Image: Washing hands
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There are about 2 million incidences of hospital-related infections each year in the United States, many of which are transmitted by hand.
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updated 10/13/2009 3:36:53 PM ET 2009-10-13T19:36:53

New health care technology could sniff out one of the leading causes of death in the United States.

HyGreen hand hygiene sensors, developed at the University of Florida, can detect whether doctors and health care workers have followed hand-washing procedures before making contact with patients. If they don't, their ID badges will vibrate and alert a database that the employees failed to wash up.

The technology could potentially cut down on the 2 million incidences of hospital-related infections each year in the United States, many of which are transmitted by hand.

"If you look at the hospitals in the United States and all the health care workers," said Richard Melker, HyGreen Chief Technology Officer, "hand hygiene adherence in the best of the hospitals is around 50 percent."

Compare this number to the percentage desired by The Joint Commission, which accredits and certifies health care organizations around the nation. The organization's National Patient Safety Goal (NPSG) campaign intends to boost hand-washing compliance to at least 90 percent among participating hospitals.

The HyGreen system basically works like a Breathalyzer for the hands.

When health care workers enter a patient's room, they wash up and run their hands beneath a nearby HyGreen sensor. The HyGreen sensor activates a green LED light on workers' badges to signal that their hands are clean.

A proximity monitor by the patient's bed then sends out infrared and acoustic signals to the badges, and when the health care workers approach, the monitor verifies that the green badge light is illuminated. If it isn't, the badges quietly vibrate to alert health care workers to clean up.

Because of the potential for cross-contamination, the area around the patient's bed should be treated as a "cocoon of protection," Melker told Discovery News.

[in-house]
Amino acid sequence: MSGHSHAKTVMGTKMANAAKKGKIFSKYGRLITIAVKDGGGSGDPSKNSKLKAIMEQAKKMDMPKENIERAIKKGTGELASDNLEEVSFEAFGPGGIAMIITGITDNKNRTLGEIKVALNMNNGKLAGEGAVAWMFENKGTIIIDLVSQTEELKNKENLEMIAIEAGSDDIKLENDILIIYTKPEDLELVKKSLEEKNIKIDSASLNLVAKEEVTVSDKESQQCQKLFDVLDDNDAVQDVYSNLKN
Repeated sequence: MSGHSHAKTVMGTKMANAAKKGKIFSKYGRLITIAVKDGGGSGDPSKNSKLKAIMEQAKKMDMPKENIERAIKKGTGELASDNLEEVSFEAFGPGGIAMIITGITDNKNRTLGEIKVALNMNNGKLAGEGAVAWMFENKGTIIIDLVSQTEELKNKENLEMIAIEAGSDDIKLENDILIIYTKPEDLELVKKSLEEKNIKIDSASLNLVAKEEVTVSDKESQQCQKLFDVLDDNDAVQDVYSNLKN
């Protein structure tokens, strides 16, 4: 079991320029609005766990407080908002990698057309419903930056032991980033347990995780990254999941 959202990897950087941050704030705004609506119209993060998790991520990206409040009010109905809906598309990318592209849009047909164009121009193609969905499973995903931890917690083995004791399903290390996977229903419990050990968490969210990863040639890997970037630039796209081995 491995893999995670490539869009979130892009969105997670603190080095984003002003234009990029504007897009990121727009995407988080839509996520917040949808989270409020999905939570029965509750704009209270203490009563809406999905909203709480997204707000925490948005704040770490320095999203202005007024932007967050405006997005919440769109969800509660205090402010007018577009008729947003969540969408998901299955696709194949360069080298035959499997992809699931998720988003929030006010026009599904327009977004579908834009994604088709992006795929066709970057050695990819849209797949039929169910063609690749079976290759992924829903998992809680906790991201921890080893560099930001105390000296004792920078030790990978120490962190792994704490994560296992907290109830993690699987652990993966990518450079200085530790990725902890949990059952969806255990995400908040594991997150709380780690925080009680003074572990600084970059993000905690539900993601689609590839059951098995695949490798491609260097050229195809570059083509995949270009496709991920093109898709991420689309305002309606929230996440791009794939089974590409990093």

However, the technology isn't intended to alarm patients or hinder doctors and other medical professionals from doing their jobs. In fact, HyGreen is designed to promote hand hygiene accountability discreetly in hospitals rooms.

"All we want to do is remind the health care workers to wash their hands," Melker explained. "We don't want to make a big deal out of it."

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Whenever the HyGreen bed monitors verify if health care workers have washed their hands, they send that information, along with the time and location, to a wireless database maintained by the hospital's infection prevention team. That way, hospitals can know in real time which workers aren't washing up. And, if a hospital-acquired infection breaks out, they can pinpoint the source more accurately.

Anecdotal reports from pre-market testing indicate that health care workers respond favorably to HyGreen's silent surveillance and practice better hand hygiene.

"Even if every bed on a floor isn't monitored, there's a buzz that goes around about the new technology, and everyone washes their hands more often," Melker notes.

Most hospitals directly monitor hand hygiene, and health care workers also keep an eye on one other. But the incidence rate of hospital-acquired infection remains high, resulting in 90,000 deaths every year and costing anywhere from $6.7 billion to $45 billion in related health care expenses.

Hand-washing is undoubtedly the first line of defense in curbing the transmission of infectious diseases in hospitals, but figuring out exactly why health care workers fail to wash up is "the $64 million question," said Anne Marie Pettis, Director of Infection Prevention for the University of Rochester Medical Center and spokesperson for the Association for Professionals in Infection Control.

"The most frequent reason [health care workers] give for not washing their hands is not having convenient access to sinks or hand rubs," Pettis told Discovery News. "Over the last several years, we've tried to take that obstacle away as much as possible."

Although the reasons behind low hand hygiene compliance remain unclear, HyGreen could answer the question of how to improve those habits once they're installed at early adopter hospitals in spring 2010.

"It's very good timing that we've come up with a solution at a time when the hospitals need to solve this problem," Melker said.

© 2012 Discovery Channel

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